Zak works from his studio in Clayton Le Woods but continues to draw influence from Europe’s southern climes. His parents live in the south of France and he has spent a lot of time in the Catalan region which has inspired his own work. He relishes the opportunity to stand where many famous artists will themselves have once stood, to observe and record the landscape.
Prominent painters such as Matisse, Picasso and Soutine were also drawn to these environs and Zak has followed in their footsteps in search of the same atmosphere that proved such an evocative muse to these great painters.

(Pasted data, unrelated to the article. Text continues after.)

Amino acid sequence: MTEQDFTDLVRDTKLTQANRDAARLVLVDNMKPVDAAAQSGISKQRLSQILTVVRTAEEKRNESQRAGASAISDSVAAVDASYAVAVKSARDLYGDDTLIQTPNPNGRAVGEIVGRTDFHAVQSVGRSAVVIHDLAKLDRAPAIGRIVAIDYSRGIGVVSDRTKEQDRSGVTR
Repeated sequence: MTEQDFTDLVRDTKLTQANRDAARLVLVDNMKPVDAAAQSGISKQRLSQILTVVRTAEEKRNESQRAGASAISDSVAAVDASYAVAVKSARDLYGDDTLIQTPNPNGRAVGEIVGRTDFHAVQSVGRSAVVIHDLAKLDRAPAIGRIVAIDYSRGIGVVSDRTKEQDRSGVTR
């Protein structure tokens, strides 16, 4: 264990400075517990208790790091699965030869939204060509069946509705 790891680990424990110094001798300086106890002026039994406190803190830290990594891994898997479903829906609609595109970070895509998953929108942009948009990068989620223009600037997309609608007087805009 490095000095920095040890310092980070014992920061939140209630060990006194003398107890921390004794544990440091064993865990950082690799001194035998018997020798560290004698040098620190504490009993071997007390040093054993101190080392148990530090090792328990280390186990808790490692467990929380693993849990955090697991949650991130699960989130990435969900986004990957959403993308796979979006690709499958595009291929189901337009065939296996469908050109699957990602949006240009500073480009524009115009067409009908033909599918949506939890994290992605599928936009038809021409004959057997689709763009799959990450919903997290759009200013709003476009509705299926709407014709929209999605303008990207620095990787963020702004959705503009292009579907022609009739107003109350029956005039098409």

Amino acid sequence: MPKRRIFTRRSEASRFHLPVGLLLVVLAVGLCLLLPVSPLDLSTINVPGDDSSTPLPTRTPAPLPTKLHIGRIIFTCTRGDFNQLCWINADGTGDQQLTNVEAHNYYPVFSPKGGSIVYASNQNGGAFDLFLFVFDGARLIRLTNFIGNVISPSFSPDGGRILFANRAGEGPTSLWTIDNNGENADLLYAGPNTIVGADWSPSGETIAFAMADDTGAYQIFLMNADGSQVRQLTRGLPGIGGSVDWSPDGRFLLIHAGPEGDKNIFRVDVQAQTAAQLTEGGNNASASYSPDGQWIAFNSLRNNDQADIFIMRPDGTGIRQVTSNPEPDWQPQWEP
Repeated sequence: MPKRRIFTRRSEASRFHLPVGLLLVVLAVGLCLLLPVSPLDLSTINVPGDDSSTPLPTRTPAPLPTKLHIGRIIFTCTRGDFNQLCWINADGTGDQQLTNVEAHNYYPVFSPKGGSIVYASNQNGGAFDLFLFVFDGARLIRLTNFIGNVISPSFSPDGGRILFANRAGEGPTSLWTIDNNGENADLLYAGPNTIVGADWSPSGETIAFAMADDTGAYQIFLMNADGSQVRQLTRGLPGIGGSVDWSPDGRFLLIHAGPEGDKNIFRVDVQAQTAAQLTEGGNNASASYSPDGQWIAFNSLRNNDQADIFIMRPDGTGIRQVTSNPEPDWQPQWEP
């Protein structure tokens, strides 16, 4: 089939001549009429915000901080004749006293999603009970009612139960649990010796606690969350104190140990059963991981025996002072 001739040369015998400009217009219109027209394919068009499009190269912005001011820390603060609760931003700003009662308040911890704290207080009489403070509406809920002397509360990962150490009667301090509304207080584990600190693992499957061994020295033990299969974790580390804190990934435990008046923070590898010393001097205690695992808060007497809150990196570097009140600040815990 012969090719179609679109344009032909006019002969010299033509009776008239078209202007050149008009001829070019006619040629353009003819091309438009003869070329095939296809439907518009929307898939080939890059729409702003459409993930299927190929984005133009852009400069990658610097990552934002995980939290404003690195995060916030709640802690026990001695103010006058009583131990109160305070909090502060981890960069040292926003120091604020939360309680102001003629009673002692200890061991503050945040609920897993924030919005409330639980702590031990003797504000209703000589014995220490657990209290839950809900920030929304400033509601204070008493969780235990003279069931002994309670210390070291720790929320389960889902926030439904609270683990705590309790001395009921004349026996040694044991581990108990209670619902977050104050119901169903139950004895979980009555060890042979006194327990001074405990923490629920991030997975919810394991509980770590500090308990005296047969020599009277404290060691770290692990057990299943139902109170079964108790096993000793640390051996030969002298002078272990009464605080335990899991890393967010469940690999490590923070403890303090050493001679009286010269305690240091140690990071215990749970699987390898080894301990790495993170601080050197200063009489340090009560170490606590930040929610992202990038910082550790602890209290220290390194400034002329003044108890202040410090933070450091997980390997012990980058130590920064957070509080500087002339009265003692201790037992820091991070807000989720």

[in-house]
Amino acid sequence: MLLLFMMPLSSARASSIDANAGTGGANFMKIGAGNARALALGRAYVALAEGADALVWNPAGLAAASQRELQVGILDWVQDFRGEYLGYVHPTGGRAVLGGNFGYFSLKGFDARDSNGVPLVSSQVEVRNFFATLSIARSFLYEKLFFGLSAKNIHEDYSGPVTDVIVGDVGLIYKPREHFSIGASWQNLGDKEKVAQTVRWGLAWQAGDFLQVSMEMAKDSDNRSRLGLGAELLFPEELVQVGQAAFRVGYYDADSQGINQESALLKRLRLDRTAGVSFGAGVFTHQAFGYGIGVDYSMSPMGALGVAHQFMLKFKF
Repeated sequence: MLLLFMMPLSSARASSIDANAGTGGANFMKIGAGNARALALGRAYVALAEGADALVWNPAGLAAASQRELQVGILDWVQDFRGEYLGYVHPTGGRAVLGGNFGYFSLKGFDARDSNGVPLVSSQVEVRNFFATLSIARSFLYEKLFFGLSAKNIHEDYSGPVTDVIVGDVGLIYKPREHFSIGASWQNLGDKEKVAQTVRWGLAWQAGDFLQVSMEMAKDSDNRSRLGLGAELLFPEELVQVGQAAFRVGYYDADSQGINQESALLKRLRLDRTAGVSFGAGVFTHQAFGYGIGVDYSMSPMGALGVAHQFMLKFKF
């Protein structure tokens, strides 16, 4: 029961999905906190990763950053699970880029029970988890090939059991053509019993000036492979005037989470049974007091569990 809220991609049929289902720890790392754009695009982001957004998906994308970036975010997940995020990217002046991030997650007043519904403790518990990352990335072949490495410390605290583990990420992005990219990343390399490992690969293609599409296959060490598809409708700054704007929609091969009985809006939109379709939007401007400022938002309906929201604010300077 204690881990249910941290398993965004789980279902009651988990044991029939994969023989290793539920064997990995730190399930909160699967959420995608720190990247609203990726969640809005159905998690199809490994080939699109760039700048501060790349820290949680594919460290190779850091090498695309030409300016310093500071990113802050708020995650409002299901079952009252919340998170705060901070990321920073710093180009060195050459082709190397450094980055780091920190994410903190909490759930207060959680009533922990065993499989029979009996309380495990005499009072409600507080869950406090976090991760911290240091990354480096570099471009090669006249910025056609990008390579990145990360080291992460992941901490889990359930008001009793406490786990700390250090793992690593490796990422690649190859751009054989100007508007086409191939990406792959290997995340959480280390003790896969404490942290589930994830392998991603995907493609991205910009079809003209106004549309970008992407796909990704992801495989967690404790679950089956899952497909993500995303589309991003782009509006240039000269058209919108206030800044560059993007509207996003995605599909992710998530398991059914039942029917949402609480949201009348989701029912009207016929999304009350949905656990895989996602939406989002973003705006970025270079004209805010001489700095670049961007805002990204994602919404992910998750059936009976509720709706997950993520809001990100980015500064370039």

Van Gogh, an artist whose work embodies both a ‘lust for life’ and the angst and tragedies that accompanied his life, also visited the south of France, particularly Arles, and although Zak would feel ‘humbled’ by Van Gogh’s ‘creative genius’ he would wholeheartedly embrace the opportunity to work alongside him, deeply engaged in a meaningful dialogue, before enjoying the local delicacies and social interaction to be found in the relaxed street cafes and bars in the South of France .
Zak is currently engaged in a two-year project which focuses on his response to rubbish discarded in the environment. This year he was chosen to launch the St Laurence’s online Art Gallery, hosting an exhibition entitled Landscapes of Lancashire
) and you can also view his work and make contact via his website https://www.zaklastartist.com/
or find him on Facebook @zaklastartist, Twitter @zakjamelast and on Instagram @zaklastartist.